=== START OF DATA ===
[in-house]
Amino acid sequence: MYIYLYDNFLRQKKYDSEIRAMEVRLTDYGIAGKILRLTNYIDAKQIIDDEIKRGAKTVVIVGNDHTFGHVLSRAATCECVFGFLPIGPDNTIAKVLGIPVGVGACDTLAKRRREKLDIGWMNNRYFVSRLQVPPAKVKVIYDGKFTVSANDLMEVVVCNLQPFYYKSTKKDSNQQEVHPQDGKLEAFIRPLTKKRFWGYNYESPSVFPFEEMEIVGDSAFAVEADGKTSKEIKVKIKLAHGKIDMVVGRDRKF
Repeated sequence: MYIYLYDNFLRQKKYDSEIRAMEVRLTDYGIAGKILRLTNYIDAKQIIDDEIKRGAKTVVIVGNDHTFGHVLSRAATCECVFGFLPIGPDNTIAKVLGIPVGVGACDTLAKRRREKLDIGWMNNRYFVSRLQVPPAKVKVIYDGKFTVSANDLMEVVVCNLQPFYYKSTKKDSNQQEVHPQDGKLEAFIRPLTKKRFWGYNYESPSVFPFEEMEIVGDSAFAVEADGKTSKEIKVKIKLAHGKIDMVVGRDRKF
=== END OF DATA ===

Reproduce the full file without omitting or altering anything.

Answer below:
[in-house]
Amino acid sequence: MYIYLYDNFLRQKKYDSEIRAMEVRLTDYGIAGKILRLTNYIDAKQIIDDEIKRGAKTVVIVGNDHTFGHVLSRAATCECVFGFLPIGPDNTIAKVLGIPVGVGACDTLAKRRREKLDIGWMNNRYFVSRLQVPPAKVKVIYDGKFTVSANDLMEVVVCNLQPFYYKSTKKDSNQQEVHPQDGKLEAFIRPLTKKRFWGYNYESPSVFPFEEMEIVGDSAFAVEADGKTSKEIKVKIKLAHGKIDMVVGRDRKF
Repeated sequence: MYIYLYDNFLRQKKYDSEIRAMEVRLTDYGIAGKILRLTNYIDAKQIIDDEIKRGAKTVVIVGNDHTFGHVLSRAATCECVFGFLPIGPDNTIAKVLGIPVGVGACDTLAKRRREKLDIGWMNNRYFVSRLQVPPAKVKVIYDGKFTVSANDLMEVVVCNLQPFYYKSTKKDSNQQEVHPQDGKLEAFIRPLTKKRFWGYNYESPSVFPFEEMEIVGDSAFAVEADGKTSKEIKVKIKLAHGKIDMVVGRDRKF